10 For it was fitting that he, for whom and by whom all things exist, in bringing many sons to glory, should make the founder of their salvation perfect through suffering. 11 For he who sanctifies and those who are sanctified all have one source. That is why he is not ashamed to call them brothers, 12 saying,

“I will tell of your name to my brothers;
in the midst of the congregation I will sing your praise.”
13 And again,

“I will put my trust in him.”
And again,

“Behold, I and the children God has given me.”

were-the-ones

The Letter of Paul the Apostle to the Romans, Chapter 8:18-22

18 For I consider that the sufferings of this present time are not worth comparing with the glory that is to be revealed to us. 19 For the creation waits with eager longing for the revealing of the sons of God. 20 For the creation was subjected to futility, not willingly, but because of him who subjected it, in hope 21 that the creation itself will be set free from its bondage to corruption and obtain the freedom of the glory of the children of God. 22 For we know that the whole creation has been groaning together in the pains of childbirth until now.

For further reference, the book below is probably the best I know of to show the story “from Genesis to Revelation” that has been tragically missed for nearly two  millennia. Of course there have always been glimmers and glimpses in the thoughts and writings of many, but perhaps now as the stakes seem higher than ever, humanity is ready to rediscover the promise and responsibility included in what Jesus simply called “the good news of the reign of God.”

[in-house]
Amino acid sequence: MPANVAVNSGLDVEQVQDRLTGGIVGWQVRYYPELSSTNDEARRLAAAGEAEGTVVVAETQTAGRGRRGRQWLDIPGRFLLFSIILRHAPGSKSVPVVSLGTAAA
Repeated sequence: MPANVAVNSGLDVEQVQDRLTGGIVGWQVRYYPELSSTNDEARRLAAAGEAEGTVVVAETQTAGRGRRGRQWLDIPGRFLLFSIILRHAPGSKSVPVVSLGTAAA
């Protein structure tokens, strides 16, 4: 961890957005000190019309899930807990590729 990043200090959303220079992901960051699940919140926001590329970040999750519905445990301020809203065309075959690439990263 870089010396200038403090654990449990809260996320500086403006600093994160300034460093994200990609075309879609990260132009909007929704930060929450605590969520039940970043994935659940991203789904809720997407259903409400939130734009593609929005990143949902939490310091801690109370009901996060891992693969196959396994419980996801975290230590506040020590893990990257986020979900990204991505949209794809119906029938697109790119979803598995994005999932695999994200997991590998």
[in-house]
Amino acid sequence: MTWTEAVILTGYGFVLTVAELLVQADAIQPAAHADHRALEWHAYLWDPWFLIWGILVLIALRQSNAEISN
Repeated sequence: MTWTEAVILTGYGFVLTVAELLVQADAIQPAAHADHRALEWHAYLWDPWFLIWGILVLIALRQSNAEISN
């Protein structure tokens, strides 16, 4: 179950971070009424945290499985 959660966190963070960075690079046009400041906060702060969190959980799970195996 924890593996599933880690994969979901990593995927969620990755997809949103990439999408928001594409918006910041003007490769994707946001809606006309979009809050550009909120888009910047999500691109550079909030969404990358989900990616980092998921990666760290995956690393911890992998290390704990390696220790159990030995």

Middleton

Comments and questions are always welcomed. Thanks for reading.

BMC @ Manifest Propensity, 2016.

 

 

 

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“Cry of a Tiny Babe” by Bruce Cockburn with Lou Reed and Rosanne Cash

Like a stone on the surface of a still river
Driving the ripples on forever
Redemption rips through the surface of time
In the cry of a tiny babe

music & lyrics by Bruce Cockburn

Lou Reed, 1942-2013

“Godric” by Frederick Buechner – On the wounds of friendship

godric3